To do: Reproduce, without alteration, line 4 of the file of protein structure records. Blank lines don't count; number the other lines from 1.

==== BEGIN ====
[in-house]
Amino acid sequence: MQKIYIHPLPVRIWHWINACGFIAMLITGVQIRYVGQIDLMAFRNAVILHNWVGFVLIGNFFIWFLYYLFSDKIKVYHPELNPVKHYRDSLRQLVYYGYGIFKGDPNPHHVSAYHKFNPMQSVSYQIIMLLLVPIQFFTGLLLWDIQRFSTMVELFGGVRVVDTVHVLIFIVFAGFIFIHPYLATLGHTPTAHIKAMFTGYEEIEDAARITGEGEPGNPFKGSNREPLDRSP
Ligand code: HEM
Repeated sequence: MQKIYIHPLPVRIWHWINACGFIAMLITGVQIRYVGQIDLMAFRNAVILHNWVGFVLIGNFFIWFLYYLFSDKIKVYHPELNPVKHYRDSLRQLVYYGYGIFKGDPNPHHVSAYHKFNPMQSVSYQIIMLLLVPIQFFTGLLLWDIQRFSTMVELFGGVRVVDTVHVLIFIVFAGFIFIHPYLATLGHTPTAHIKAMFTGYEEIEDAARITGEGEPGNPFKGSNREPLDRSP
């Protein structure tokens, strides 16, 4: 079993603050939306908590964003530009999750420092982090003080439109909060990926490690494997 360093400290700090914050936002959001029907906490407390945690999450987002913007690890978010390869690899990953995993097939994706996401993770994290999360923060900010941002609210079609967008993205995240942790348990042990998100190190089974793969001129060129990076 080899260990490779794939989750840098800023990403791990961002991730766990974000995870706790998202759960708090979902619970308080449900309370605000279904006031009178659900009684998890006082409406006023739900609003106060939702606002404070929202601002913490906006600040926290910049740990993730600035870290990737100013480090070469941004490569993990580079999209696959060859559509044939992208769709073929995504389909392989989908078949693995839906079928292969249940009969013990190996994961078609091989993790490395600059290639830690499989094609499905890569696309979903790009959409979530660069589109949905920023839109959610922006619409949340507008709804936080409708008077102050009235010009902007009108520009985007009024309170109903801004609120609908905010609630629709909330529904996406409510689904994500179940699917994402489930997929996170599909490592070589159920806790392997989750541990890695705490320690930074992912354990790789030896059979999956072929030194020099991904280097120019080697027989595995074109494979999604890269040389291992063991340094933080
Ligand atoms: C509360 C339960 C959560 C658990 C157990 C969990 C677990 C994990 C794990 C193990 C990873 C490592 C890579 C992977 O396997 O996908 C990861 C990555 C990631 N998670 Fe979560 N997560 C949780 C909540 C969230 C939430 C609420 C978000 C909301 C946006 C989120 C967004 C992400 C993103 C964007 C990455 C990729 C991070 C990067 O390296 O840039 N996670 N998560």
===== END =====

Repeated sequence: MQKIYIHPLPVRIWHWINACGFIAMLITGVQIRYVGQIDLMAFRNAVILHNWVGFVLIGNFFIWFLYYLFSDKIKVYHPELNPVKHYRDSLRQLVYYGYGIFKGDPNPHHVSAYHKFNPMQSVSYQIIMLLLVPIQFFTGLLLWDIQRFSTMVELFGGVRVVDTVHVLIFIVFAGFIFIHPYLATLGHTPTAHIKAMFTGYEEIEDAARITGEGEPGNPFKGSNREPLDRSP